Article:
Interestingly, the orange and violet images I used here were followed by a green filtered GRS mosaic ~40 minutes later. However, I couldn't used these instead of synthetic green because some of the clouds (especially in the GRS' northeast periphery) move so fast that the three color channels couldn't be properly aligned if I used the green images.
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elakdawalla
post Sep 1 2010, 10:41 PM
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Wow.


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ElkGroveDan
post Sep 1 2010, 11:06 PM
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Oh my.


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Hungry4info
post Sep 1 2010, 11:54 PM
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Goodness O_o.


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nprev
post Sep 2 2010, 12:17 AM
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ohmy.gif


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Juramike
post Sep 2 2010, 12:37 AM
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Whoa! The detail in that is A M A Z I N G ! ! !

Beautiful!


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Stu
post Sep 2 2010, 05:20 AM
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That's outrageously brilliant, Bjorn. That image deserves to be in astronomy textbooks for years to come.


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Explorer1
post Sep 2 2010, 05:28 AM
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Holy.... holy!

And I thought the Jupiter mosaic from Cassini post-flyby was good! (I cut it out of a calendar and hung it on my wall)




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Phil Stooke
post Sep 3 2010, 11:48 AM
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Brilliant work!

Phil


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ilbasso
post Sep 3 2010, 01:51 PM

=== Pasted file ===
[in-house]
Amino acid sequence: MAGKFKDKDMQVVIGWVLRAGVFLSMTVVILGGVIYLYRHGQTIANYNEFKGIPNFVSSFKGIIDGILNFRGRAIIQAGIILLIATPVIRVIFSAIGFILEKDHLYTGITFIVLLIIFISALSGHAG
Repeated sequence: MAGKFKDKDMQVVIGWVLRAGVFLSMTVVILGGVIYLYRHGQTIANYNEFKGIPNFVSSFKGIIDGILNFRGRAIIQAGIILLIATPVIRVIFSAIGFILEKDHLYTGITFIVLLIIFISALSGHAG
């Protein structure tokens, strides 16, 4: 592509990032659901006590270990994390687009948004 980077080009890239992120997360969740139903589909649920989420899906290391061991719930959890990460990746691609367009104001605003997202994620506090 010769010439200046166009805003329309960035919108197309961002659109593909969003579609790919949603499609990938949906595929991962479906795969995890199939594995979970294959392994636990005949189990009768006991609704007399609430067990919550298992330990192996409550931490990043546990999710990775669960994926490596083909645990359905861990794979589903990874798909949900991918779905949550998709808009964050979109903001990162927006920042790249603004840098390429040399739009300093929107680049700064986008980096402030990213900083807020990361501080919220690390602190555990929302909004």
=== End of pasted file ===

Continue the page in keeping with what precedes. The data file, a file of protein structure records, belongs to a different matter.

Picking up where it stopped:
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One gets the impression of a "wall of clouds" to the west of the GRS - it appears almost like one is looking down several hundred miles through an upper cloud deck and that the GRS is far below. This may entirely be an optical illusion, but with my screen completely filled with the image, it's hard for me not to see it that way!

Congratulations!

Jonathan


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jasedm
post Sep 3 2010, 09:59 PM
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To echo comments above, this is astonishingly good. bravo Bjorn!!
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eoincampbell
post Sep 3 2010, 10:28 PM
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Beautiful quality of detail. Congratulations!
My wife teaches 5th Grade and echoes Stu's textbook idea!


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Ian R
post Sep 4 2010, 01:03 AM
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Good gravy! I now officially have Jupiter-envy... biggrin.gif


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DrShank
post Sep 4 2010, 04:22 PM
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beauty! would you call this close to natural color now?

the voyager cameras were quite good for the time and Ive gotten lots of mileage out of the images. the big difference was the lack of infrared capability, which allows you to look deeper into the atmosphere and see thermal updrafts and hot lavas (on io that is).